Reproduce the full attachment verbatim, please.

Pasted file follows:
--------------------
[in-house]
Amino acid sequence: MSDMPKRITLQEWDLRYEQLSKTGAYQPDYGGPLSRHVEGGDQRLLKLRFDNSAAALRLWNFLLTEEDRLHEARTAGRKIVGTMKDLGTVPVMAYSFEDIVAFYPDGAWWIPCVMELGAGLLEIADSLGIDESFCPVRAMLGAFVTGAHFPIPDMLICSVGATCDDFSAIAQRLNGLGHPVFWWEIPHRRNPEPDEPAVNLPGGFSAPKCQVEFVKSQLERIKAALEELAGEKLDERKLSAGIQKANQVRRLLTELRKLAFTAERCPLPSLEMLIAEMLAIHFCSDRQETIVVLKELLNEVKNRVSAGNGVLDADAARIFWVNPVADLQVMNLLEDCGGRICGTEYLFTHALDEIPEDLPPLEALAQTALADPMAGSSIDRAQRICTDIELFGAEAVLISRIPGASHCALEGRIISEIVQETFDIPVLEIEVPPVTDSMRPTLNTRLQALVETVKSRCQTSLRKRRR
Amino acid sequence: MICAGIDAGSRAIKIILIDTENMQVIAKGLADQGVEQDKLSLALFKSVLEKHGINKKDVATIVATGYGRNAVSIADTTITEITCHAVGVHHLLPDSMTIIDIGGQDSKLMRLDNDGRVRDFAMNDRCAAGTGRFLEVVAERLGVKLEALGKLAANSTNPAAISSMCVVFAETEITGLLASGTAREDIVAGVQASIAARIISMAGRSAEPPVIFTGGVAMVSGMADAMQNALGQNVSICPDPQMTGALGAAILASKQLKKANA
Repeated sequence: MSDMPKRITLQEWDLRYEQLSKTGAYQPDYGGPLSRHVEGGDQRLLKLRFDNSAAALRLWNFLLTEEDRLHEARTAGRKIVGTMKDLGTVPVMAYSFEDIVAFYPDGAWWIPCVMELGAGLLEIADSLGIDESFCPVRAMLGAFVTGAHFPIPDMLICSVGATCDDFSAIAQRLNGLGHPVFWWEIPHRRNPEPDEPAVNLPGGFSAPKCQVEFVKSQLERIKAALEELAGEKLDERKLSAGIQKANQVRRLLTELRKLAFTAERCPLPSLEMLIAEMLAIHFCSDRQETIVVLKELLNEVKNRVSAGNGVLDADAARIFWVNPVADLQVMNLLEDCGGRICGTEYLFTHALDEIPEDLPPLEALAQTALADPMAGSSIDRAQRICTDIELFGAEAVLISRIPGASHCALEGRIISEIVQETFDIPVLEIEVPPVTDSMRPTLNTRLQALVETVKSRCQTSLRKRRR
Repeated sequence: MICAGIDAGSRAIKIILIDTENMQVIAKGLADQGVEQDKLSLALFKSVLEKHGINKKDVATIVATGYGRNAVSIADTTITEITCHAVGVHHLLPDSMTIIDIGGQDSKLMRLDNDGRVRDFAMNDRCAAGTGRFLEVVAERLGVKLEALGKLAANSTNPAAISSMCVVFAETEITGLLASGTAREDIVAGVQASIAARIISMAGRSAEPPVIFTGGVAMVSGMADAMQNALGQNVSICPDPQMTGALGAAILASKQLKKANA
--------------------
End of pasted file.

[in-house]
Amino acid sequence: MSDMPKRITLQEWDLRYEQLSKTGAYQPDYGGPLSRHVEGGDQRLLKLRFDNSAAALRLWNFLLTEEDRLHEARTAGRKIVGTMKDLGTVPVMAYSFEDIVAFYPDGAWWIPCVMELGAGLLEIADSLGIDESFCPVRAMLGAFVTGAHFPIPDMLICSVGATCDDFSAIAQRLNGLGHPVFWWEIPHRRNPEPDEPAVNLPGGFSAPKCQVEFVKSQLERIKAALEELAGEKLDERKLSAGIQKANQVRRLLTELRKLAFTAERCPLPSLEMLIAEMLAIHFCSDRQETIVVLKELLNEVKNRVSAGNGVLDADAARIFWVNPVADLQVMNLLEDCGGRICGTEYLFTHALDEIPEDLPPLEALAQTALADPMAGSSIDRAQRICTDIELFGAEAVLISRIPGASHCALEGRIISEIVQETFDIPVLEIEVPPVTDSMRPTLNTRLQALVETVKSRCQTSLRKRRR
Amino acid sequence: MICAGIDAGSRAIKIILIDTENMQVIAKGLADQGVEQDKLSLALFKSVLEKHGINKKDVATIVATGYGRNAVSIADTTITEITCHAVGVHHLLPDSMTIIDIGGQDSKLMRLDNDGRVRDFAMNDRCAAGTGRFLEVVAERLGVKLEALGKLAANSTNPAAISSMCVVFAETEITGLLASGTAREDIVAGVQASIAARIISMAGRSAEPPVIFTGGVAMVSGMADAMQNALGQNVSICPDPQMTGALGAAILASKQLKKANA
Repeated sequence: MSDMPKRITLQEWDLRYEQLSKTGAYQPDYGGPLSRHVEGGDQRLLKLRFDNSAAALRLWNFLLTEEDRLHEARTAGRKIVGTMKDLGTVPVMAYSFEDIVAFYPDGAWWIPCVMELGAGLLEIADSLGIDESFCPVRAMLGAFVTGAHFPIPDMLICSVGATCDDFSAIAQRLNGLGHPVFWWEIPHRRNPEPDEPAVNLPGGFSAPKCQVEFVKSQLERIKAALEELAGEKLDERKLSAGIQKANQVRRLLTELRKLAFTAERCPLPSLEMLIAEMLAIHFCSDRQETIVVLKELLNEVKNRVSAGNGVLDADAARIFWVNPVADLQVMNLLEDCGGRICGTEYLFTHALDEIPEDLPPLEALAQTALADPMAGSSIDRAQRICTDIELFGAEAVLISRIPGASHCALEGRIISEIVQETFDIPVLEIEVPPVTDSMRPTLNTRLQALVETVKSRCQTSLRKRRR
Repeated sequence: MICAGIDAGSRAIKIILIDTENMQVIAKGLADQGVEQDKLSLALFKSVLEKHGINKKDVATIVATGYGRNAVSIADTTITEITCHAVGVHHLLPDSMTIIDIGGQDSKLMRLDNDGRVRDFAMNDRCAAGTGRFLEVVAERLGVKLEALGKLAANSTNPAAISSMCVVFAETEITGLLASGTAREDIVAGVQASIAARIISMAGRSAEPPVIFTGGVAMVSGMADAMQNALGQNVSICPDPQMTGALGAAILASKQLKKANA